Thursday, October 14, 2010

George Orwell's - 1984 (1954)

Here is a version of Orwell's 1984 that was broadcast live in 1954, starring the incomparable Peter Cushing. It also features Donald Pleasence, Andre Morell, and was adapted by Nigel Kneale.

Nineteen Eighty-Four is a British television adaptation of the novel of the same name by George Orwell, originally broadcast on BBC Television in December 1954. The production proved to be hugely controversial, with questions asked in Parliament and many viewer complaints over its supposed subversive nature and horrific content. In a 2000 poll of industry experts conducted by the British Film Institute to determine the 100 Greatest British Television Programmes of the 20th century, Nineteen Eighty-Four was ranked in seventy-third position.

The production provoked something of an upset. There were complaints about the "horrific" content (particularly the infamous Room 101 scene where Smith is threatened with torture by rats) and the "subversive" nature of the production. Most were worried by the depiction of a totalitarian regime controlling the population's freedom of thought. There was also a report in the Daily Express newspaper of 42-year-old Beryl Merfin of Herne Bay collapsing and dying as she watched the production, under the headline "Wife dies as she watches", allegedly from the shock of what she had seen.

Political reaction was divided with several Early day motions and amendments tabled in the Parliament. One motion, signed by five MPs, deplored "the tendency, evident in recent British Broadcasting Corporation television programmes, notably on Sunday evenings, to pander to sexual and sadistic tastes". An amendment was tabled which sought to make the motion now deplore "the tendency of honourable members to attack the courage and enterprise of the British Broadcasting Corporation in presenting plays and programmes capable of appreciation by adult minds, on Sunday evenings and other occasions." It was signed by five MPs. Another amendment added "but is thankful that the freedom of the individual still permits viewers to switch off and, due to the foresight of her Majesty's Government, will soon permit a switch-over to be made to more appropriate programmes." A second motion signed by six MPs, applauded "the sincere attempts of the B.B.C. to bring home to the British people the logical and soul-destroying consequences of their freedom" and calling attention to the fact that "many of the inhuman practices depicted in the play Nineteen Eighty-Four are already in common use under totalitarian régimes."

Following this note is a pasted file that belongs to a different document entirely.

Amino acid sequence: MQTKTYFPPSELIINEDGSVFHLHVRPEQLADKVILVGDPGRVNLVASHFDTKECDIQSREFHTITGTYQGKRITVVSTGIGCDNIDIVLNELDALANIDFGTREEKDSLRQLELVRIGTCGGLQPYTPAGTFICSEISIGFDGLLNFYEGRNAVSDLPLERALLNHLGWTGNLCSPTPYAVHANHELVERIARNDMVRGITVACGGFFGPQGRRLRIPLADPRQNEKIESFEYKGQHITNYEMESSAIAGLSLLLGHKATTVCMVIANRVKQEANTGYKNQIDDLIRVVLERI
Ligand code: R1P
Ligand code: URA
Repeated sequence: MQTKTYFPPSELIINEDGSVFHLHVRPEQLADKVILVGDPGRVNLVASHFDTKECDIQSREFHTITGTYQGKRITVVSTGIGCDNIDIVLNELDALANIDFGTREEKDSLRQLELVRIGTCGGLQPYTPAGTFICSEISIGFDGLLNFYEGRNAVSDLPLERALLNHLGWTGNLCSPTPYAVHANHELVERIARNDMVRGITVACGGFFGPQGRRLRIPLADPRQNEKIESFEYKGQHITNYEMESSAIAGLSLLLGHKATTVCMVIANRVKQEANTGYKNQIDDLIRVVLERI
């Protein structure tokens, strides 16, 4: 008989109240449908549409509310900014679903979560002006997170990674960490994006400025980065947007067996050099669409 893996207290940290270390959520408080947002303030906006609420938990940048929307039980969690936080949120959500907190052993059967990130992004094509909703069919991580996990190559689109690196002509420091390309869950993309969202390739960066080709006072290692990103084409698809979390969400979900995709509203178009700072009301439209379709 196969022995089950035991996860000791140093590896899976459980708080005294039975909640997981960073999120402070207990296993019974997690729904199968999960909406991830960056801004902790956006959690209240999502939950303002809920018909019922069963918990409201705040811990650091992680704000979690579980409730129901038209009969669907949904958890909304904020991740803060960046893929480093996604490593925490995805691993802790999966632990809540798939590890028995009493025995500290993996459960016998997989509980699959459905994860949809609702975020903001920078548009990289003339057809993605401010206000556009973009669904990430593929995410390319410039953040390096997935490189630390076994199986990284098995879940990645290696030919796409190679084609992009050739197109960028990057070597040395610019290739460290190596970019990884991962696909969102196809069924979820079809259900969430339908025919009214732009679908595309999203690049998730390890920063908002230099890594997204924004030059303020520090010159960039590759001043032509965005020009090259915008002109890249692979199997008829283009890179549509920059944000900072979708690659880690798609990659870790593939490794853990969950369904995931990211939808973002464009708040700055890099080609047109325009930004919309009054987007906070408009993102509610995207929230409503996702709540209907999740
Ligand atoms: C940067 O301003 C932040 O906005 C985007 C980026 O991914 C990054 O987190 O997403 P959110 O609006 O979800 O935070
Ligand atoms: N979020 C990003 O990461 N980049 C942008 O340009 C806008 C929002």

Amidst objections the BBC went ahead with a live repeat on Thursday 16 December, although the decision went to the Board of Governors, which narrowly voted in favour of the second performance. This was introduced live on camera by Head of Drama Michael Barry, who had already appeared on the Monday's edition of the topical news programme Panorama to defend the production. The seven million viewers who watched the Thursday performance was the largest television audience in the UK since the Coronation the previous year, even the Queen and Prince Philip made it known that they had watched and enjoyed the play.

When the importance of this production of Nineteen Eighty-Four was realised, it was arranged for the second performance to be telerecorded onto 35mm film, as the first was shown live, seen only by those who were watching. Videotape recording was still in development and television images could only be preserved on film by using a special recording apparatus (known as "telerecording" in the UK and "kinescoping" in the USA) but was used sparingly in Britain for preservation and not for pre-recording. It is thus the second performance that survives in the archives, one of the earliest surviving British television dramas.

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